ON the face of it, there is not much similarity with High Tunstall and Aung San Suu Kyi of Burma.
On Friday I went to High Tunstall to talk to students about their campaign for votes at 16.
Over the last month or so I have received many emails from pupils putting forward their views as to whether the voting age should be changed. There was a general consensus that 16 year olds should be allowed to vote in elections.
What struck me as I attended High Tunstall, along with the Mayor, was how enthusiastic students were about democracy and politics. Students believed that elections could make a difference and they wanted to participate.
In Burma over the weekend, pro-democracy leader Aung San Suu Kyi and her National League for Democracy won seats to the national Parliament, with Ms Suu Kyi herself becoming an MP.
These were seen as key tests for democracy, as the army has dominated Parliament for many years. Ms Suu Kyi spent about 20 years under house arrest after her party won elections in 1990 but was not allowed by the army to take power and won the Nobel Peace Prize as a result of her efforts to champion democracy.
Over the weekend I watched the news footage of an 85-year- old woman and her struggle to cast her vote. She was not well but her face lit up like a teenager as she explained how she waited all her life to be able to exercise her democratic right.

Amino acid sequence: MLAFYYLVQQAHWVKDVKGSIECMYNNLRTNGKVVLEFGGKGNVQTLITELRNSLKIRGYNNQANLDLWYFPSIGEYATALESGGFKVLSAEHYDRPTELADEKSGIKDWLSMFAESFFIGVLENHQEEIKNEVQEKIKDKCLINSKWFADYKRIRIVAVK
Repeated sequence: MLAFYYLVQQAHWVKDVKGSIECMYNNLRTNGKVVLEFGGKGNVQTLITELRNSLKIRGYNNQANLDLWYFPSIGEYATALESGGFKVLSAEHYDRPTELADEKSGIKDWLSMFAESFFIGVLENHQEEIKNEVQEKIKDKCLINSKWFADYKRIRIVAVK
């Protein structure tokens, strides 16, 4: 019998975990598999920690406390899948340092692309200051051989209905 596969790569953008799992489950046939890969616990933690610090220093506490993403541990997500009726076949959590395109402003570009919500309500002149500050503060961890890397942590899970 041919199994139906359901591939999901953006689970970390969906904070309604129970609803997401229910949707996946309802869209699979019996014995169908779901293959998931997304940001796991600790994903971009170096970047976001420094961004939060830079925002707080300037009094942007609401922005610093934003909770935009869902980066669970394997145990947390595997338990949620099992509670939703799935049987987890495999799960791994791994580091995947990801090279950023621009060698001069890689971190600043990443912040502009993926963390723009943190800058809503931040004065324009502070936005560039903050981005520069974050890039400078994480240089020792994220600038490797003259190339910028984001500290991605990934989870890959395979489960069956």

Hartlepool is about to face incredibly important elections. Every council seat is up for election and wards are changing to reduce the number of councillors in Hartlepool from 47 to 33. These local elections in a month’s time will shape the council chamber and with it the local authority’s response to central Government’s radical cuts.
There will be many people who will say “why bother? All politicians are all the same” and will wear the fact that they don’t bother voting almost as a badge of honour.
It does strike me, however, that many people in areas of the town who don’t vote are precisely the people who will be affected by changes and cuts to local council services.
By having a say in next month’s elections, they can at least be registering their voice on the sort of council they want in the future.
Think about the level of representation you have had from your current councillor – have they been available to take up your concerns, attending residents’ meetings? Or have you never seen them?
People around the world are willing to lay down their lives to exercise their right to vote. They don’t have the jaded and apathetic stance to elections that many people in this country have. What is encouraging is that the young people in High Tunstall had an enthusiasm for democracy and a willingness to participate.
Given the importance of next month’s local elections in Hartlepool, I hope that you will exercise your right to vote.